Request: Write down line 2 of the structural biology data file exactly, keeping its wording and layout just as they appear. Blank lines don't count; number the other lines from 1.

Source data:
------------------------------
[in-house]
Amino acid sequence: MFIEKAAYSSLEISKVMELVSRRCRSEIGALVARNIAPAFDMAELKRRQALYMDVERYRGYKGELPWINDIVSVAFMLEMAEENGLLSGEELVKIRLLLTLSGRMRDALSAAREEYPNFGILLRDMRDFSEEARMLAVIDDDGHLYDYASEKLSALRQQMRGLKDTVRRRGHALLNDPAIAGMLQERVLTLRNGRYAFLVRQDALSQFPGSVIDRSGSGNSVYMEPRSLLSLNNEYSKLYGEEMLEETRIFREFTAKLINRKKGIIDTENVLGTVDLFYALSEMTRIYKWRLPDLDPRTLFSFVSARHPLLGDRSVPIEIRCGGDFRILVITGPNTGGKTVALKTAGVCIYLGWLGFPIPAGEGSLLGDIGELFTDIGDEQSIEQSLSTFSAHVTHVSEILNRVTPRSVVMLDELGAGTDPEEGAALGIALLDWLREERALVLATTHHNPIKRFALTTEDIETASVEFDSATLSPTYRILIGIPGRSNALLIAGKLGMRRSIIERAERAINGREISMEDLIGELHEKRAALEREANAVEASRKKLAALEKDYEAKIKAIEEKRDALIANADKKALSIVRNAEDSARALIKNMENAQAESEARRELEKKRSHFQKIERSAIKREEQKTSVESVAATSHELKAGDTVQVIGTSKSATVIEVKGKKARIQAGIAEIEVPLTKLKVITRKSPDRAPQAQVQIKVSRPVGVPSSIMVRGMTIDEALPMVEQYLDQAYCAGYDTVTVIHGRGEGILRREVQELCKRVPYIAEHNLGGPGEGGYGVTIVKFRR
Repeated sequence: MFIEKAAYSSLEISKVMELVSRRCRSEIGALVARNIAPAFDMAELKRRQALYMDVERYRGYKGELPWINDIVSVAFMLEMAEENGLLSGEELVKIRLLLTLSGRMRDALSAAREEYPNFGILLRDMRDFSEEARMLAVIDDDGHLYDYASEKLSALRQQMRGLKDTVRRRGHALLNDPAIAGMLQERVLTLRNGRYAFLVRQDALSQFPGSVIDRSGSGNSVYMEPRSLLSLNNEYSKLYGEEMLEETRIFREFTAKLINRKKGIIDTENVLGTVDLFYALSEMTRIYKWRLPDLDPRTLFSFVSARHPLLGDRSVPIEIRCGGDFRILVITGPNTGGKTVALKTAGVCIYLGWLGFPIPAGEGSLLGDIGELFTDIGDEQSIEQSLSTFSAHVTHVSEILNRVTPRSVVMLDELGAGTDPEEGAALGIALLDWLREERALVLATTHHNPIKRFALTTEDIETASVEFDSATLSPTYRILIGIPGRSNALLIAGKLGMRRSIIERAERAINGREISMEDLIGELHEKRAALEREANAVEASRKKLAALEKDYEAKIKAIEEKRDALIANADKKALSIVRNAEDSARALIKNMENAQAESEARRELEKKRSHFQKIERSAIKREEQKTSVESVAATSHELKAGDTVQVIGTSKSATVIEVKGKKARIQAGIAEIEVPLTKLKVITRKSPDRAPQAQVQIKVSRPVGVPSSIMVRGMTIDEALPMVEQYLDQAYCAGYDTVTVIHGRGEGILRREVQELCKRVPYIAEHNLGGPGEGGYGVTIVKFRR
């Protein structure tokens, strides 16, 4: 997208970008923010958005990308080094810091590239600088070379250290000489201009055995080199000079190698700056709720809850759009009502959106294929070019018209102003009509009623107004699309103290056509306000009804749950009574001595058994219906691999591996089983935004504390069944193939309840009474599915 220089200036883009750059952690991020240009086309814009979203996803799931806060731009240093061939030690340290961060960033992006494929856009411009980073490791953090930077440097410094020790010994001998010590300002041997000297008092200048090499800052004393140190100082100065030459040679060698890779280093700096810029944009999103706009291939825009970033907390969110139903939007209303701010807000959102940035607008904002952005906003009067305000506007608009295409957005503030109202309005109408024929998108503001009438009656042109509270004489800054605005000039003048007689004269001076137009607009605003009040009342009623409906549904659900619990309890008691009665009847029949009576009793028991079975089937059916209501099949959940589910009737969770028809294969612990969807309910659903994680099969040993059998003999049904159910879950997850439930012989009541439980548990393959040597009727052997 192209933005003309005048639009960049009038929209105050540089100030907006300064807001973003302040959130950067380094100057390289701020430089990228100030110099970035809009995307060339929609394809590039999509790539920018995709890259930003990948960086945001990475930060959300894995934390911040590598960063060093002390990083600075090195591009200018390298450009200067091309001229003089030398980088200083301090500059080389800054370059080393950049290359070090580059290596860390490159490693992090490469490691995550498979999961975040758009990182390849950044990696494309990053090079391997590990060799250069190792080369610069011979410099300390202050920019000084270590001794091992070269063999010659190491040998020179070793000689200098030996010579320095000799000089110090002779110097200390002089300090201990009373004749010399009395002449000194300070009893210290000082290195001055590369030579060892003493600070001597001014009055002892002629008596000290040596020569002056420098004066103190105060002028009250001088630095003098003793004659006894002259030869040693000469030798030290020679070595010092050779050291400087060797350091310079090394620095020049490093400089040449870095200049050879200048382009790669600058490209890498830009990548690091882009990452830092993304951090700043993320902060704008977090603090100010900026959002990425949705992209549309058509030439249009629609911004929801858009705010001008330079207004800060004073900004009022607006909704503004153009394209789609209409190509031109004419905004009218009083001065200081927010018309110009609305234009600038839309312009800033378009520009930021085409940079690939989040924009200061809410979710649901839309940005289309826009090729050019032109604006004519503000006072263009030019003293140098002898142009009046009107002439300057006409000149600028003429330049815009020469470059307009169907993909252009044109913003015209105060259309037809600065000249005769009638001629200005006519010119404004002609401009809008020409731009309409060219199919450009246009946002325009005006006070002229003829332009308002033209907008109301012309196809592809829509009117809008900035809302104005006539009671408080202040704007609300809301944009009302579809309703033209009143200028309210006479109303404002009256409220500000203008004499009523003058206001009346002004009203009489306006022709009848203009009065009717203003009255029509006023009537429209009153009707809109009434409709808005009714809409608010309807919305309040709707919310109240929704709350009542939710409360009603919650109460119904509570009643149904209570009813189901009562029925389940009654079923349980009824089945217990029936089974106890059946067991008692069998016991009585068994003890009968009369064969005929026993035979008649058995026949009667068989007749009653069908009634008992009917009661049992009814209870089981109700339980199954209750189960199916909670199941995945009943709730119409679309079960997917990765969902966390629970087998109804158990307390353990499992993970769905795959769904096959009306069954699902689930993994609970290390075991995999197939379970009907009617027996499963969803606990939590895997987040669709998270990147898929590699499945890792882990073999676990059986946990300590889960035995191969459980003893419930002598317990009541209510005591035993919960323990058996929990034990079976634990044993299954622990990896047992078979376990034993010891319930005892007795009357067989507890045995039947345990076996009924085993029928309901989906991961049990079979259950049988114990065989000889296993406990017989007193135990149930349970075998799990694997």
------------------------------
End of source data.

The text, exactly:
Amino acid sequence: MFIEKAAYSSLEISKVMELVSRRCRSEIGALVARNIAPAFDMAELKRRQALYMDVERYRGYKGELPWINDIVSVAFMLEMAEENGLLSGEELVKIRLLLTLSGRMRDALSAAREEYPNFGILLRDMRDFSEEARMLAVIDDDGHLYDYASEKLSALRQQMRGLKDTVRRRGHALLNDPAIAGMLQERVLTLRNGRYAFLVRQDALSQFPGSVIDRSGSGNSVYMEPRSLLSLNNEYSKLYGEEMLEETRIFREFTAKLINRKKGIIDTENVLGTVDLFYALSEMTRIYKWRLPDLDPRTLFSFVSARHPLLGDRSVPIEIRCGGDFRILVITGPNTGGKTVALKTAGVCIYLGWLGFPIPAGEGSLLGDIGELFTDIGDEQSIEQSLSTFSAHVTHVSEILNRVTPRSVVMLDELGAGTDPEEGAALGIALLDWLREERALVLATTHHNPIKRFALTTEDIETASVEFDSATLSPTYRILIGIPGRSNALLIAGKLGMRRSIIERAERAINGREISMEDLIGELHEKRAALEREANAVEASRKKLAALEKDYEAKIKAIEEKRDALIANADKKALSIVRNAEDSARALIKNMENAQAESEARRELEKKRSHFQKIERSAIKREEQKTSVESVAATSHELKAGDTVQVIGTSKSATVIEVKGKKARIQAGIAEIEVPLTKLKVITRKSPDRAPQAQVQIKVSRPVGVPSSIMVRGMTIDEALPMVEQYLDQAYCAGYDTVTVIHGRGEGILRREVQELCKRVPYIAEHNLGGPGEGGYGVTIVKFRR